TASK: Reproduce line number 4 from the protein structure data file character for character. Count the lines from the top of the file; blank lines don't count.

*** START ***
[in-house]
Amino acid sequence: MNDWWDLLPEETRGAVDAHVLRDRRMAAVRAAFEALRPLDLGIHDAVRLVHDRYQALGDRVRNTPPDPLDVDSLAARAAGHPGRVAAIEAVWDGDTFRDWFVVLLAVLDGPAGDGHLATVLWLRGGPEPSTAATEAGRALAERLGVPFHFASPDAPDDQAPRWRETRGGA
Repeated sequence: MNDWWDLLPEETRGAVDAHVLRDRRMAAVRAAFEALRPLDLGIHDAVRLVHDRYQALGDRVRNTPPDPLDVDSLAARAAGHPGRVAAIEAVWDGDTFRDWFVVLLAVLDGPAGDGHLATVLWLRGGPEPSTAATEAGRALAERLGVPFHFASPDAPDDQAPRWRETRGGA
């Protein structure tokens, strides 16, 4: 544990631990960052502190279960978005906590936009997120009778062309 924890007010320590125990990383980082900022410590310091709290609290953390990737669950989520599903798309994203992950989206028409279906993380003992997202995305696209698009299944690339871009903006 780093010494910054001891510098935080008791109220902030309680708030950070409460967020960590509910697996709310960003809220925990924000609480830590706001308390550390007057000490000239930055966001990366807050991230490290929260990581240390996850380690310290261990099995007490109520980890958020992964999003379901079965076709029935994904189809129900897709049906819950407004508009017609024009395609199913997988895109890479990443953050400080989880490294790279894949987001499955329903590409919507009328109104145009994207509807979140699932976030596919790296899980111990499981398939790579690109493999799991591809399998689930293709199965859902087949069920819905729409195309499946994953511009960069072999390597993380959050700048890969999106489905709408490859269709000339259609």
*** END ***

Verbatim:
């Protein structure tokens, strides 16, 4: 544990631990960052502190279960978005906590936009997120009778062309 924890007010320590125990990383980082900022410590310091709290609290953390990737669950989520599903798309994203992950989206028409279906993380003992997202995305696209698009299944690339871009903006 780093010494910054001891510098935080008791109220902030309680708030950070409460967020960590509910697996709310960003809220925990924000609480830590706001308390550390007057000490000239930055966001990366807050991230490290929260990581240390996850380690310290261990099995007490109520980890958020992964999003379901079965076709029935994904189809129900897709049906819950407004508009017609024009395609199913997988895109890479990443953050400080989880490294790279894949987001499955329903590409919507009328109104145009994207509807979140699932976030596919790296899980111990499981398939790579690109493999799991591809399998689930293709199965859902087949069920819905729409195309499946994953511009960069072999390597993380959050700048890969999106489905709408490859269709000339259609």